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Nothing prepared us for the unexpected historic moment that we find ourselves in today. Social distancing precautions for the coronavirus, Covid-19, has sent so many of us to our homes to shelter in place, care for our children and do our best to continue their education, while also attempting to continue our own work. It takes real dedication to each other and a deep love for all members of our society to make this work. Radical love is the force that drives us home and inward.

Yet not all of us have the luxury of a home. Thousands in the city of New York, the epicenter of the virus, are without homes, living in shelters, forced to remain there without resources or the means to get them. Muhammed Ali famously said “Service to others is the rent you pay for your room here on earth.” In New York City, a woman named Deborah Koenigsberger runs a charity organization I have served on the board of called Hearts of Gold, which serves homeless women and children in a myriad of ways. Throughout the pandemic, Deb has been busy “paying her rent” in service to those in need.

Today, Deb delivered her one-thousandth care package to mothers and children living in the shelter system. She has been on the front lines in her mask and gloves, collecting items that are so desperately needed by the homeless moms and their kids. She brings items that are normally taken for granted yet so vital to everyday function like soap, toilet paper, masks, fresh and canned foods that can be prepared in shelters. She has even brought Chromebooks for kids who need them so they can continue remote schooling. Amidst incredible fear and uncertainty, Deb’s dedication to the homeless mothers and children remains remarkable and unwavering.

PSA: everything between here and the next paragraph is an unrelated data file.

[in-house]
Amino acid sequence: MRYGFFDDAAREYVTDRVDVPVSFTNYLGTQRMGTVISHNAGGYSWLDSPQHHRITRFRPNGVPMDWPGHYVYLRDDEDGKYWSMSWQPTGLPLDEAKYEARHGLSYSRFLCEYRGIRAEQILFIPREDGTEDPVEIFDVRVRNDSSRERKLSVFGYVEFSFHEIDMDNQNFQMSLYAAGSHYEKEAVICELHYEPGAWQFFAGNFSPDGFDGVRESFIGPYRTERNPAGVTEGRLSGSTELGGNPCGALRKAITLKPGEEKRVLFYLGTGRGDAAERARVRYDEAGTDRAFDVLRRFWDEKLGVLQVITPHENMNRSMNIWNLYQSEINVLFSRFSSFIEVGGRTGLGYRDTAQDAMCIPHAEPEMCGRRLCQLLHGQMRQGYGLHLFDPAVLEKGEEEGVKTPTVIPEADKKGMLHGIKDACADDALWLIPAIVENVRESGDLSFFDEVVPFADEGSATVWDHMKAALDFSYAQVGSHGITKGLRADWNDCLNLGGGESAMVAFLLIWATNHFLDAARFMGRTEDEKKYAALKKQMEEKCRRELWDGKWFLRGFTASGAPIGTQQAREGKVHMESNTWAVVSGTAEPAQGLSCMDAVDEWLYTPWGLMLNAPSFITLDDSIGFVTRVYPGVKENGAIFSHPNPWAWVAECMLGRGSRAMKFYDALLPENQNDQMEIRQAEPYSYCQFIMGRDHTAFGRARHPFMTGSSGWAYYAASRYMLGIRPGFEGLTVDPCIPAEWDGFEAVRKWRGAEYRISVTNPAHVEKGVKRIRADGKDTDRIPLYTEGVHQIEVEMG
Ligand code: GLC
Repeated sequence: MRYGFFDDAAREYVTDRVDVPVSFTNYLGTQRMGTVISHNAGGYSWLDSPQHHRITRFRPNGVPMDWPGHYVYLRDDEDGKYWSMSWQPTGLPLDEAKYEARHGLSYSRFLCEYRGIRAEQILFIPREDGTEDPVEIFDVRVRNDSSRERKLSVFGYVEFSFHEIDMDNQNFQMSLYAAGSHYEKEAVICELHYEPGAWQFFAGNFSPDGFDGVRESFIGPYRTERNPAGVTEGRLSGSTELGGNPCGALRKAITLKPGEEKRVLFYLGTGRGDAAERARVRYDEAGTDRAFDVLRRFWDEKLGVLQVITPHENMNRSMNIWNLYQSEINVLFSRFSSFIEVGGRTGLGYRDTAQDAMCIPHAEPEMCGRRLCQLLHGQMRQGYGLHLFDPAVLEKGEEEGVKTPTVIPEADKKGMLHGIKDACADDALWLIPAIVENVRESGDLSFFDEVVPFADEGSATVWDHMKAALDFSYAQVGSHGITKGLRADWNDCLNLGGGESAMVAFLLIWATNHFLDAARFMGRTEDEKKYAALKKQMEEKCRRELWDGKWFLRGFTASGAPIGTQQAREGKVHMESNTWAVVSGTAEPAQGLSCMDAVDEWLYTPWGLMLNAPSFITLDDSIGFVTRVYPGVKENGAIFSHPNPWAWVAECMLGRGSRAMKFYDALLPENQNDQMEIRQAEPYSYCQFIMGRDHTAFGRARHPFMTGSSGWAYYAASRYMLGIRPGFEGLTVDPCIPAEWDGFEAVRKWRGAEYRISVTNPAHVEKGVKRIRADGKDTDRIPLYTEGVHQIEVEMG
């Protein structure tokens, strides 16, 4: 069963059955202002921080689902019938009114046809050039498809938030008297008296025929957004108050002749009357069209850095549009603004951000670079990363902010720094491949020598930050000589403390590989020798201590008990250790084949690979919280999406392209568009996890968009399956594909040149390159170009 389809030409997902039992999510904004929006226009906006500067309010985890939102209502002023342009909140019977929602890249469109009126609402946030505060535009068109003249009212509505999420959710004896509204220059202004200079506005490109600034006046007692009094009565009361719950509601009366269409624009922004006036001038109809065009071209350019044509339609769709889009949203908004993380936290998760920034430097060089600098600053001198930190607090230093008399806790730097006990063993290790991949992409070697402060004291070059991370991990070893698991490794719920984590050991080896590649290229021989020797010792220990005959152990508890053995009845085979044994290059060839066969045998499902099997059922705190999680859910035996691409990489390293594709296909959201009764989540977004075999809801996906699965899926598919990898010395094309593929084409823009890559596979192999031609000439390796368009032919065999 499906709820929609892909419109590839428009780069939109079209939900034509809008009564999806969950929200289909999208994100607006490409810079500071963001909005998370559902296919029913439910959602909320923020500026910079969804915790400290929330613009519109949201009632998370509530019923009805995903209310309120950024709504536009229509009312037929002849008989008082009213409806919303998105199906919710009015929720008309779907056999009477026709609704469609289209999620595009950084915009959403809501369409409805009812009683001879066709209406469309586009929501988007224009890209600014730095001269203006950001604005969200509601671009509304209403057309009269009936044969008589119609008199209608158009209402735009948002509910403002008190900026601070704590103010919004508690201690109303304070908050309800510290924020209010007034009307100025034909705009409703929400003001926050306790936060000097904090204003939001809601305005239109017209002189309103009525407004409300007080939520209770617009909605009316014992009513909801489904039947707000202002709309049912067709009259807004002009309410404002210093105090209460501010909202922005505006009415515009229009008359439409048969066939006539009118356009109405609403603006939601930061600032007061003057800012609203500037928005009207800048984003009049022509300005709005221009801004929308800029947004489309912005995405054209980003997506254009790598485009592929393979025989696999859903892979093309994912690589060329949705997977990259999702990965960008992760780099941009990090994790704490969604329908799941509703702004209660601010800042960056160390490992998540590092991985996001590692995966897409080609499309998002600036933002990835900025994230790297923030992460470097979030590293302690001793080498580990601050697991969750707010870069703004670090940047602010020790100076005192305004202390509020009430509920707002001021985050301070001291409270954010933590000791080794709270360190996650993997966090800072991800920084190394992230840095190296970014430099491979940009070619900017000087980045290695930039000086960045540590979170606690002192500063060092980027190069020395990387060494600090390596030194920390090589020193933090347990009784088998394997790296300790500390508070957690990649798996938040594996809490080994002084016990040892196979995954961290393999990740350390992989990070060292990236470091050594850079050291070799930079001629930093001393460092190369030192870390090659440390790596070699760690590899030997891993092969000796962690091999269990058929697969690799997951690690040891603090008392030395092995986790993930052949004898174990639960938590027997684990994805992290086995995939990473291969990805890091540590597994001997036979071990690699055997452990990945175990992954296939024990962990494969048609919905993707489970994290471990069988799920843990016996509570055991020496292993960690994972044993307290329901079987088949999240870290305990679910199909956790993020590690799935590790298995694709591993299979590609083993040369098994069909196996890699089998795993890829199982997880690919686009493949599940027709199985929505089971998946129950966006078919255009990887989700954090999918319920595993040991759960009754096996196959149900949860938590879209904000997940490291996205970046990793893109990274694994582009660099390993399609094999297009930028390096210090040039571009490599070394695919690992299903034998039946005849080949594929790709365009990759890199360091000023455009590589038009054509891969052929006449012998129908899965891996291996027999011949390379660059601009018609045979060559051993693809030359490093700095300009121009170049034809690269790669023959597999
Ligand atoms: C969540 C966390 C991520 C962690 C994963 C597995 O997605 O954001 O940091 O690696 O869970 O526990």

Another inspiring woman is my friend Yen Ha’s mother. To address the severe shortage of face masks for front line medical personnel and support staff, Nhan Ha assembled her Vietnamese cabal of women. She reached out to NY and NJ hospitals seeking requests for face masks. Then she got thirty-two volunteers between the ages of fifty and eighty years old to sew. They were able to create 1,533 masks and had 550 masks donated by local business and temple friends and received another 2,000 from a local nail salon owner. Then she and her husband, Cu Ha delivered the masks to local hospitals who needed them. It was their only trip outside of sheltering in place in the month. Nhan is putting to practice another famous quote of Muhammed Ali’s; “Don’t count the days; make the days count.” Nhan certainly has done this.

Both Deb and Nhan’s stories exemplify courage within this pandemic and these extraordinary women serve not only as examples but as beacons of hope in the human spirit with their dedication, hard work and giving. Radical love is persevering amidst it all. May we all see brighter days ahead, but in the meantime find the little ways to stay positive.

Amy Carlson

2018 Muhammad Ali Humanitarian Awardee for Gender Equality

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